This Manual of Style outlines a standard of clean and consistent formatting for articles on this wiki. The formatting described here is a guideline and can be overridden when circumstances warrant it. These guidelines are not perfect for every situation. However, please try your best to keep to the advice outlined here so others may use your edits as an example when creating and editing their own articles.

These guidelines are a summary of the most important guidelines for this wiki, more extensive style guidelines can be found on Wikipedia at Wikipedia Manual of Style.

Article structure[edit source]

One of the most important parts of wiki editing is how to structure an article. The structure is a powerful thing: it dictates what information the reader reads and when he or she reads it. It influences what people contribute, where it goes, and how it is written. Structure has the power to inform or confuse the same way good or bad writing does. Keep a well structured article and you're more likely to have a high quality one.

Organize sections in an article in a hierarchical structure like you would an outline. Keep it logical, but feel free to forsake strict logic for readability. Whenever possible, write an introduction for each section. Just like the article as a whole, each section should start with an introduction and have its subsections below. Try to use a shallow structure rather than a deep one. Too many nested sections usually lead to confusing or unreadable articles.

Above all, keep your layout consistent. The following sections offer some advice on how to keep articles clean, consistent, and clear.

Specific guidelines[edit source]

The wiki has guidelines on how to lay out several types of articles.

Disambiguation[edit source]

Shortcut:
DA:DISAMBIG

When two articles have the same title disambiguation should be used. There are two ways of doing disambiguation:

  • Adding a simple descriptive word in brackets at the end of the article title.
  • Creating a disambiguation page by using the {{Disambig}} template. The template itself should be placed at the bottom of the page.

If there are two or more articles with the same name, the wiki's general practice is to use that title for the more popular article and add a disambiguation to the other article or articles. For example Leliana's Song DLC retains its original title, while Leliana's Song (soundtrack) has a descriptive word added.

If there are two or more articles with similar names or search terms, a disambiguation page can be created. See Hawkwind for an example.

Articles with the same name that belong to different games should be disambiguated using the name of the game they describe. For example, the article about companions in Dragon Age: Origins is called "Companions (Origins)", while the article about companions in Dragon Age II is called "Companions (Dragon Age II)", and the article for companions in Dragon Age: Inquisition is called "Companions and advisors (Inquisition)".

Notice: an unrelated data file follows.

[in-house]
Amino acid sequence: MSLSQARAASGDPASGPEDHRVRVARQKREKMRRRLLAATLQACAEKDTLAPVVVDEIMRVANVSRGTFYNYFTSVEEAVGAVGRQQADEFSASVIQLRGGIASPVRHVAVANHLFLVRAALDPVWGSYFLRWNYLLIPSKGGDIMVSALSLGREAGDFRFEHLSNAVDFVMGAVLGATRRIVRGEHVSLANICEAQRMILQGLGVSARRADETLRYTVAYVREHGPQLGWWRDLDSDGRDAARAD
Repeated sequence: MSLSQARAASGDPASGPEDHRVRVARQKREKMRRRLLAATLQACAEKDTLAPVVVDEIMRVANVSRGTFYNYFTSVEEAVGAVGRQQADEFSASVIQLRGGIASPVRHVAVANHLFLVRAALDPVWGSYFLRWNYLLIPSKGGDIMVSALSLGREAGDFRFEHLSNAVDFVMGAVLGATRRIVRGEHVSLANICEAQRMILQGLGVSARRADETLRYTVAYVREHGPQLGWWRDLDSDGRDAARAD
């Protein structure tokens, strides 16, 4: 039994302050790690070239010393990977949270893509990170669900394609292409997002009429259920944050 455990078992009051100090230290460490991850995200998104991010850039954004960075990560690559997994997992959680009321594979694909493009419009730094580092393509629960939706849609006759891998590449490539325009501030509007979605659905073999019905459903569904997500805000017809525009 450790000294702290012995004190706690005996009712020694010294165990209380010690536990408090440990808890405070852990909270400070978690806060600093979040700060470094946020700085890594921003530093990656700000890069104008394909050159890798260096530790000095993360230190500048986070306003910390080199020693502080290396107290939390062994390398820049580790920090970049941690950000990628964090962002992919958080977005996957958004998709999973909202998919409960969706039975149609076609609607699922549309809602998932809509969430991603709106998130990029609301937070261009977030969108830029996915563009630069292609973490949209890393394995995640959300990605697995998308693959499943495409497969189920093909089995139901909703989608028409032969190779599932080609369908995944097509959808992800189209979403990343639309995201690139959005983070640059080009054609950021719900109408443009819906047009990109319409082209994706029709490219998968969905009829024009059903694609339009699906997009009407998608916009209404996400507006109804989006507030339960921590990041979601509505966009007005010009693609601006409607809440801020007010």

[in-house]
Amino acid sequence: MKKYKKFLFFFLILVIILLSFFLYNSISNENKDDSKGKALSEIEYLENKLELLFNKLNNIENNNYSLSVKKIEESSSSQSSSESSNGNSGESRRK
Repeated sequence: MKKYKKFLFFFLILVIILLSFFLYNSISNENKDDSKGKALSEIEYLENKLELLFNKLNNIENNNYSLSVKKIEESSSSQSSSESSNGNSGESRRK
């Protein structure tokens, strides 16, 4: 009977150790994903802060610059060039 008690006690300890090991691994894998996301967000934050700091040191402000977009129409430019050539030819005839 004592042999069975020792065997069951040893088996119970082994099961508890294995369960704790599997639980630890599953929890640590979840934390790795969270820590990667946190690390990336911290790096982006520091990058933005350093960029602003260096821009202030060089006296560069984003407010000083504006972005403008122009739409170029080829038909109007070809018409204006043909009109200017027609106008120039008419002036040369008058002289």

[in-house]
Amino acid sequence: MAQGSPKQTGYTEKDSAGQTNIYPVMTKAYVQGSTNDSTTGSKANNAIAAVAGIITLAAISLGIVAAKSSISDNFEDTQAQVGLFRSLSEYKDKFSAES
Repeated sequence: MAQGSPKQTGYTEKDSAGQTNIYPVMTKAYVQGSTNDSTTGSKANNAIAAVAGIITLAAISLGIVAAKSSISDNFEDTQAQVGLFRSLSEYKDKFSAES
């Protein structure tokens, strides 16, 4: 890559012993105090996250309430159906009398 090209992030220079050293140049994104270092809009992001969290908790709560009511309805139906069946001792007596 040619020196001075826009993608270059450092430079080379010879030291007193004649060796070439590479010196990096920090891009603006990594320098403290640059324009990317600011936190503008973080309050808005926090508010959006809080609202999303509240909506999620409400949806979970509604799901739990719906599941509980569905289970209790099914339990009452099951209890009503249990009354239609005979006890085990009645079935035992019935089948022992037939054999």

There are several templates that redirect the user to other pages:

Redirects[edit source]

Shortcut:
DA:REDIRECT

Redirects should be created when the subject of an article can be referred to by multiple terms, names, or different spellings of the same term or name. When renaming an article, a redirect from the old name to the new name is automatically created. Redirects should not be created for plurals, since words in plural can be linked directly to the corresponding article with a title in singular with standard wiki markup: for instance, [[Mage]]s is displayed as "Mages" but links to "Mage".

Soft redirects[edit source]

Sometimes following a redirect may spoil the plot of a game or another installment of the Dragon Age series, e.g., by revealing a character's secret identity or a future transformation too early. In such cases, a "soft redirect" should be created instead: a short page containing a spoiler-free introduction of its subject's role in the plot and a short Involvement section revealing their true or future identity, hidden by an appropriate spoiler template. Soft redirects should be named in accordance with our naming conventions and added to any appropriate content categories that are not themselves spoilers (since the category bar cannot be hidden by a spoiler template). Additionally, the template {{soft redirect}}, which automatically adds articles to the Category:Soft redirects category, should be put at the top top of such articles.

Protagonist[edit source]

Shortcut:
DA:PROTAGONIST

The protagonist of each game should be called as follows:

As player characters can be male or female, write about them in a gender neutral way. Where pronouns must be used, use "they" and "their" instead of "he/she" or "his/hers".

Outside of direct quotation, the third person must be used in 'walkthrough' sections and the first person ("I") should only be used on talk pages. The second person ("you") is only acceptable when referring to the player in the real world, for example, in controls and character creation pages.

The term "the player" should only be used to refer to the individual playing the game, not a character.

Lead section[edit source]

Shortcut:
DA:LEAD

Unless an article is very short, it should start with an introductory lead section before the first subheading. The lead should not have any header. The table of contents, if displayed, appears after the lead section and before the first subheading.

The lead should be a concise overview of the article that establishes context and explains why the subject is interesting or notable. It should be either one or two paragraphs long, and should be written in a clear and accessible style so that the reader is encouraged to read the rest of the article.